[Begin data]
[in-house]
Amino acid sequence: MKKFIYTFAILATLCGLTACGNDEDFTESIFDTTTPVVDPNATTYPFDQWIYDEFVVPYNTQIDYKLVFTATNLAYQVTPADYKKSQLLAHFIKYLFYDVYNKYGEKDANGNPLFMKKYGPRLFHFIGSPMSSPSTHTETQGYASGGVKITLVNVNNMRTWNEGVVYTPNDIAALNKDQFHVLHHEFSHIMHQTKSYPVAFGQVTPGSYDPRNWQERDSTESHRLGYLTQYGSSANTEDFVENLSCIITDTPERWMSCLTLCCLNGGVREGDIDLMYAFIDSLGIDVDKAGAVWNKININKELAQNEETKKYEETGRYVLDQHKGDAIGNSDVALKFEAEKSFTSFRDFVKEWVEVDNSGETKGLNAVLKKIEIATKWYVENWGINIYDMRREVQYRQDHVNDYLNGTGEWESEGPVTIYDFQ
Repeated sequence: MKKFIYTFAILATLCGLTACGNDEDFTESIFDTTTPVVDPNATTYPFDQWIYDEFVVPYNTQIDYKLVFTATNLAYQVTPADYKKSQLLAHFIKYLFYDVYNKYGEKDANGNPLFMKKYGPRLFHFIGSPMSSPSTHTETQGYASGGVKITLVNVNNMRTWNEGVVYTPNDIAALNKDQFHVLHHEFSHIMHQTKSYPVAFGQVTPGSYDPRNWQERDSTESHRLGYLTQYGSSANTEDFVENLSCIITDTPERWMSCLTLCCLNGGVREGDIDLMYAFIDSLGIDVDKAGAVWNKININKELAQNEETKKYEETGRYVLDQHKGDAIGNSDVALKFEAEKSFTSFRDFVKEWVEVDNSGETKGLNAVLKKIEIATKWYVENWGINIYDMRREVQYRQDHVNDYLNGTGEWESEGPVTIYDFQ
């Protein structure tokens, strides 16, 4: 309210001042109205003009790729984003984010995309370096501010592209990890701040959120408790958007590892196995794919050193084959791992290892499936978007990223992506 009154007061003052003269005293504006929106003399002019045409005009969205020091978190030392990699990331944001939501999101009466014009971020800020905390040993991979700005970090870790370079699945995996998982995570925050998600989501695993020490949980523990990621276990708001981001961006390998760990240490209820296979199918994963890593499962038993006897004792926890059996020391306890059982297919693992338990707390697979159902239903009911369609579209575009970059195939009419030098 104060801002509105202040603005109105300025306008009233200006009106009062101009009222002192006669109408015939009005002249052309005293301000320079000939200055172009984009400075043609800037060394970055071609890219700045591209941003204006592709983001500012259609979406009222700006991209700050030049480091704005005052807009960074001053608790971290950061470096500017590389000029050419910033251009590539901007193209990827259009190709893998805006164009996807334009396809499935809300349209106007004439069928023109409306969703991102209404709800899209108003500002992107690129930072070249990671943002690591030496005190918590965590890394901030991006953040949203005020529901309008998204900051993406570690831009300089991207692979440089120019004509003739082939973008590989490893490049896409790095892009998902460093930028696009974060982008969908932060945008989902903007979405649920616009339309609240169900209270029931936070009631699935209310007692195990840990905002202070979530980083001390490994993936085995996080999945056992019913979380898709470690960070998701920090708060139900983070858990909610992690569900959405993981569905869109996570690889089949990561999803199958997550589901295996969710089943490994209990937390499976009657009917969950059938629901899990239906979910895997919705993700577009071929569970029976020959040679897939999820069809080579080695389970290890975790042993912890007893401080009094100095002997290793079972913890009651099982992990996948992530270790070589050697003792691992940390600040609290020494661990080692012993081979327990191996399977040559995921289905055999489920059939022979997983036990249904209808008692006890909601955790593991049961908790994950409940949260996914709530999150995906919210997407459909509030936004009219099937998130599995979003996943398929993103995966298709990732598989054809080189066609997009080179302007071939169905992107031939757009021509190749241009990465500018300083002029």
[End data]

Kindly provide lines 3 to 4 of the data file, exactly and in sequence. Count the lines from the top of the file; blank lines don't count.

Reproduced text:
Repeated sequence: MKKFIYTFAILATLCGLTACGNDEDFTESIFDTTTPVVDPNATTYPFDQWIYDEFVVPYNTQIDYKLVFTATNLAYQVTPADYKKSQLLAHFIKYLFYDVYNKYGEKDANGNPLFMKKYGPRLFHFIGSPMSSPSTHTETQGYASGGVKITLVNVNNMRTWNEGVVYTPNDIAALNKDQFHVLHHEFSHIMHQTKSYPVAFGQVTPGSYDPRNWQERDSTESHRLGYLTQYGSSANTEDFVENLSCIITDTPERWMSCLTLCCLNGGVREGDIDLMYAFIDSLGIDVDKAGAVWNKININKELAQNEETKKYEETGRYVLDQHKGDAIGNSDVALKFEAEKSFTSFRDFVKEWVEVDNSGETKGLNAVLKKIEIATKWYVENWGINIYDMRREVQYRQDHVNDYLNGTGEWESEGPVTIYDFQ
């Protein structure tokens, strides 16, 4: 309210001042109205003009790729984003984010995309370096501010592209990890701040959120408790958007590892196995794919050193084959791992290892499936978007990223992506 009154007061003052003269005293504006929106003399002019045409005009969205020091978190030392990699990331944001939501999101009466014009971020800020905390040993991979700005970090870790370079699945995996998982995570925050998600989501695993020490949980523990990621276990708001981001961006390998760990240490209820296979199918994963890593499962038993006897004792926890059996020391306890059982297919693992338990707390697979159902239903009911369609579209575009970059195939009419030098 104060801002509105202040603005109105300025306008009233200006009106009062101009009222002192006669109408015939009005002249052309005293301000320079000939200055172009984009400075043609800037060394970055071609890219700045591209941003204006592709983001500012259609979406009222700006991209700050030049480091704005005052807009960074001053608790971290950061470096500017590389000029050419910033251009590539901007193209990827259009190709893998805006164009996807334009396809499935809300349209106007004439069928023109409306969703991102209404709800899209108003500002992107690129930072070249990671943002690591030496005190918590965590890394901030991006953040949203005020529901309008998204900051993406570690831009300089991207692979440089120019004509003739082939973008590989490893490049896409790095892009998902460093930028696009974060982008969908932060945008989902903007979405649920616009339309609240169900209270029931936070009631699935209310007692195990840990905002202070979530980083001390490994993936085995996080999945056992019913979380898709470690960070998701920090708060139900983070858990909610992690569900959405993981569905869109996570690889089949990561999803199958997550589901295996969710089943490994209990937390499976009657009917969950059938629901899990239906979910895997919705993700577009071929569970029976020959040679897939999820069809080579080695389970290890975790042993912890007893401080009094100095002997290793079972913890009651099982992990996948992530270790070589050697003792691992940390600040609290020494661990080692012993081979327990191996399977040559995921289905055999489920059939022979997983036990249904209808008692006890909601955790593991049961908790994950409940949260996914709530999150995906919210997407459909509030936004009219099937998130599995979003996943398929993103995966298709990732598989054809080189066609997009080179302007071939169905992107031939757009021509190749241009990465500018300083002029």